“Gods Without Men” is an oddly discombobulating novel that traverses time and space and yet remains firmly rooted in one spot in the Mojave desert, the Pinnacles. The novel juxtaposes the stories of an 18th century friar, a Mormon miner in the 19th century, a World War Two vet who believes in UFOS, a young girl in thrall of a cult that worships extra-terrestrials, an anthropologist documenting Native cultures who in a fit of jealousy unleashes an angry white mob on the Native community, and a Sikh American mathematician and his Jewish wife with an autistic son, a doped out British rock star, and a young Iraqi girl working on a military simulation  project in the middle of the desert. All of these narratives are linked to the rock formation the Pinnacles, which resembles three spires and where the characters in all these stories have had some spiritual experience that opens up an understanding of the Divine.

The main plot story that anchors the novel in 2008 and 2009 is that of Jaz Matharu and his wife Lisa. Jaz is a second generation Sikh American who has moved away from his religious traditions and assimilated into American culture. His wife is an American Jew with a secular upbringing and the couple, for all their secularism, still hold strongly to some aspects of their respective religious cultures. They have an autistic son and their narrative examines the agonies of raising an autistic child and the toll it takes on the couple’s relationships with each other. Jaz is a mathematician who creates a program for predicting financial trades that allows his employer to manipulate global stock and currency markets for enormous profit. His work might have caused the Honduran economy to collapse and may have influenced the Wall street crash of 2008. Jaz and Lisa take a vacation to the desert with their son and he mysteriously disappears. After several days of searching, police investigations, intense media scrutiny, and Lisa’s emotional breakdown, the couple return to New York. Several months later, their son is miraculously found  in a secure military facility by the Iraqi girl role—playing in military simulation exercises. The couple discover after the child is returned that he is recovering from his autism and making significant developmental gains. While Lisa accepts this as a miracle, Jaz is tormented by questions and is persuaded that his son is not quite who they think he is. While the novel ends ambiguously, the juxtapositioning of all these stories suggests that some chosen people have experienced God in the area of the Pinnacles and glimpsed another world. For the Spanish friar of the 18th century that was a Christian God, for the 19th century Mormon, the Angel Moroni, for Schmidt in the 1940s that was intelligent life from another planet, for the anthropologist it was a Native American mythical figure. We never know what Raj may or may not have experienced and we could either embrace Jaz’s paranoia or Lisa’s mysticism to explain the disappearance.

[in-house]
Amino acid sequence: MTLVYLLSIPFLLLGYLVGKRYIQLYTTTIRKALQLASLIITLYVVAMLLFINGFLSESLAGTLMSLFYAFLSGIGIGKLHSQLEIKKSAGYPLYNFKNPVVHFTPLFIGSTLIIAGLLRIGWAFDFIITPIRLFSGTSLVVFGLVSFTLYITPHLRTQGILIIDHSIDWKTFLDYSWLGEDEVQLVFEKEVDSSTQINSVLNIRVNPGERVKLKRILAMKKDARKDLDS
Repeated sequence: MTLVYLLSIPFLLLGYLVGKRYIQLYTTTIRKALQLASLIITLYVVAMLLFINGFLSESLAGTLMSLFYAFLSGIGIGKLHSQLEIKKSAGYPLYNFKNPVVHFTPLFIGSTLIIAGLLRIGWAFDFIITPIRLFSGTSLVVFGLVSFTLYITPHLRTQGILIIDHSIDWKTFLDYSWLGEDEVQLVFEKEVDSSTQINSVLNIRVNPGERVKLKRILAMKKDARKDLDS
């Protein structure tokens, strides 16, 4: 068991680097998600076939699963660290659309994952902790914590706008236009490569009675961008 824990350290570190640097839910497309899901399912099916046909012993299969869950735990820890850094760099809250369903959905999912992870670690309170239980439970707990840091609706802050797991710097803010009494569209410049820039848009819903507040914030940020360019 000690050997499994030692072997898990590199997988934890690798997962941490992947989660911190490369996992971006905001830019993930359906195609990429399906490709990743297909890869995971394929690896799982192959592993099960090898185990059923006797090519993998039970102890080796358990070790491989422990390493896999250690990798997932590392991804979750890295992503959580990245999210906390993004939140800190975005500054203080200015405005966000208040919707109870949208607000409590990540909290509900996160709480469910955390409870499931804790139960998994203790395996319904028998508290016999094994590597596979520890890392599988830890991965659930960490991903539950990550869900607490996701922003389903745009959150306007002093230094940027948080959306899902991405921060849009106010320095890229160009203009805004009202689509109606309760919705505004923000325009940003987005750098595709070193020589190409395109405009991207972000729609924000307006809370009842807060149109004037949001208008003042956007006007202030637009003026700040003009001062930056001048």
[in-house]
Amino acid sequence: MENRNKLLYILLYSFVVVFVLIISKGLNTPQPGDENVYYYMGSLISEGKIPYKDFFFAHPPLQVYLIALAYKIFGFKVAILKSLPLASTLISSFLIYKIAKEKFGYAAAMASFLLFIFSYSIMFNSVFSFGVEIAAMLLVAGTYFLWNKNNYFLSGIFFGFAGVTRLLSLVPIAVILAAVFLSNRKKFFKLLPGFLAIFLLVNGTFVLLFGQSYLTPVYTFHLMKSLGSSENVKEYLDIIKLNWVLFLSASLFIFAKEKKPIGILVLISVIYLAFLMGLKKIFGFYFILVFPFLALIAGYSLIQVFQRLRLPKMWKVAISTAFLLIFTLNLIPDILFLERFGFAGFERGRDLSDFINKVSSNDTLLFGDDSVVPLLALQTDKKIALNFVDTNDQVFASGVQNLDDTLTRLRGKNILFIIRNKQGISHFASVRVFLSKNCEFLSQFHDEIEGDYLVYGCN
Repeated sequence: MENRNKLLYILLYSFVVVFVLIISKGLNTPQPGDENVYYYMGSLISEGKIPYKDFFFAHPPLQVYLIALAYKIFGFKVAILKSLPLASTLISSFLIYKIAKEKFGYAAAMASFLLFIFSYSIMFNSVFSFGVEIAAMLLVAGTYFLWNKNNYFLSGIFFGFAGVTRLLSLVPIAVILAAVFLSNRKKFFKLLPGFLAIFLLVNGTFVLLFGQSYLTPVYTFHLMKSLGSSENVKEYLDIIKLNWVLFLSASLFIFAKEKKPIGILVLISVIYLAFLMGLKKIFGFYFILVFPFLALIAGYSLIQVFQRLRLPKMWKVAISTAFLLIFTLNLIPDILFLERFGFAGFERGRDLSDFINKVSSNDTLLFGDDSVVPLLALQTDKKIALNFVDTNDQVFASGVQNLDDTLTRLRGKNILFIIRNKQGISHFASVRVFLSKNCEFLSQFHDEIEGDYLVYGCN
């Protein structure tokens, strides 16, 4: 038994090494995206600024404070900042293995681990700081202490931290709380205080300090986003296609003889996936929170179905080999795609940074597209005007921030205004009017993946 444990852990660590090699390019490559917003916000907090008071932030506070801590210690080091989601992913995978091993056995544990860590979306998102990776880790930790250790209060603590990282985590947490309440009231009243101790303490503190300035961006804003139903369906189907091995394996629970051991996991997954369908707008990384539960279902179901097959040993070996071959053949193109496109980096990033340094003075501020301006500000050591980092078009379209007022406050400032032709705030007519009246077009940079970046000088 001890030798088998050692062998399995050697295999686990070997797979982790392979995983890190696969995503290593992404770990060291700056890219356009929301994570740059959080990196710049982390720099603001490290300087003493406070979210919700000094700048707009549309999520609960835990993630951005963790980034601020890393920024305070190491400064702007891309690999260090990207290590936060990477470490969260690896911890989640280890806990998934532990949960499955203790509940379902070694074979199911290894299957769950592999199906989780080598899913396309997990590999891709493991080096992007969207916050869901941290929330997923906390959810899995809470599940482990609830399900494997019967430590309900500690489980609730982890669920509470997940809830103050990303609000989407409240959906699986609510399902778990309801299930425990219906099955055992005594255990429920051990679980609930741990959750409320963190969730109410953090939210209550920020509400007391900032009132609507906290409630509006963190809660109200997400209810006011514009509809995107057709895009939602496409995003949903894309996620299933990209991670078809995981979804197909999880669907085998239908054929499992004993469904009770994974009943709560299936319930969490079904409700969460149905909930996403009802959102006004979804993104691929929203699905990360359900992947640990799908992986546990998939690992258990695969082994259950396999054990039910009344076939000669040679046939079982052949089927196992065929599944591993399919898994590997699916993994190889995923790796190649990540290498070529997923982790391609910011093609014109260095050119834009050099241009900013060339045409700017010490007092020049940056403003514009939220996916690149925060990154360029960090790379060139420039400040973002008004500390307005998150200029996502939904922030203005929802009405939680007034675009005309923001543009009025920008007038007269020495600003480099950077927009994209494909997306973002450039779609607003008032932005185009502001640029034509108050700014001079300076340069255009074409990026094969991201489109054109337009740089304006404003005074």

Kunzru’s narrative is riveting and intellectually demanding for the reader. The novel plays with the reader’s desire to interpret and question what happens and whether there is extra-terrestrial life and/or mystical experiences. The reader, depending on his/her religious and scientific sensibility, is likely to find some spiritual experiences more credible than others, but Kunzru’s narrative doesn’t allow for certitudes, isms, or singlular interpretations. The reader is left with more questions than those he/she began with.

Hari Kunzru reads for Seattle Arts and Lectures at Benaroya Hall on October 23. For details, please go to www.lectures.org.

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